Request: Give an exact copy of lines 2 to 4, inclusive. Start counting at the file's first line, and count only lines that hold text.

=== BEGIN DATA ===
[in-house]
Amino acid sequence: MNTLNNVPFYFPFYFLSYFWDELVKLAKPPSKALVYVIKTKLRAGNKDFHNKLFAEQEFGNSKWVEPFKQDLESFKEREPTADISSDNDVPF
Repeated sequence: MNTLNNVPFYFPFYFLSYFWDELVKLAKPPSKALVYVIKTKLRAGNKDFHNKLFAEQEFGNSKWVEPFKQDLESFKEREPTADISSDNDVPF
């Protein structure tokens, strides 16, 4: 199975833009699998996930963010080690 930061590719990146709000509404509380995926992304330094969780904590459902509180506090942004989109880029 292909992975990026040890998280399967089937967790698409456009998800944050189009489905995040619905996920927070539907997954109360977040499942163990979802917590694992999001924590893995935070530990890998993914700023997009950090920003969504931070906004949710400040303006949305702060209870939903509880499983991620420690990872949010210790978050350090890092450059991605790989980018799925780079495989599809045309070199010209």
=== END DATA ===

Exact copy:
Amino acid sequence: MNTLNNVPFYFPFYFLSYFWDELVKLAKPPSKALVYVIKTKLRAGNKDFHNKLFAEQEFGNSKWVEPFKQDLESFKEREPTADISSDNDVPF
Repeated sequence: MNTLNNVPFYFPFYFLSYFWDELVKLAKPPSKALVYVIKTKLRAGNKDFHNKLFAEQEFGNSKWVEPFKQDLESFKEREPTADISSDNDVPF
């Protein structure tokens, strides 16, 4: 199975833009699998996930963010080690 930061590719990146709000509404509380995926992304330094969780904590459902509180506090942004989109880029 292909992975990026040890998280399967089937967790698409456009998800944050189009489905995040619905996920927070539907997954109360977040499942163990979802917590694992999001924590893995935070530990890998993914700023997009950090920003969504931070906004949710400040303006949305702060209870939903509880499983991620420690990872949010210790978050350090890092450059991605790989980018799925780079495989599809045309070199010209």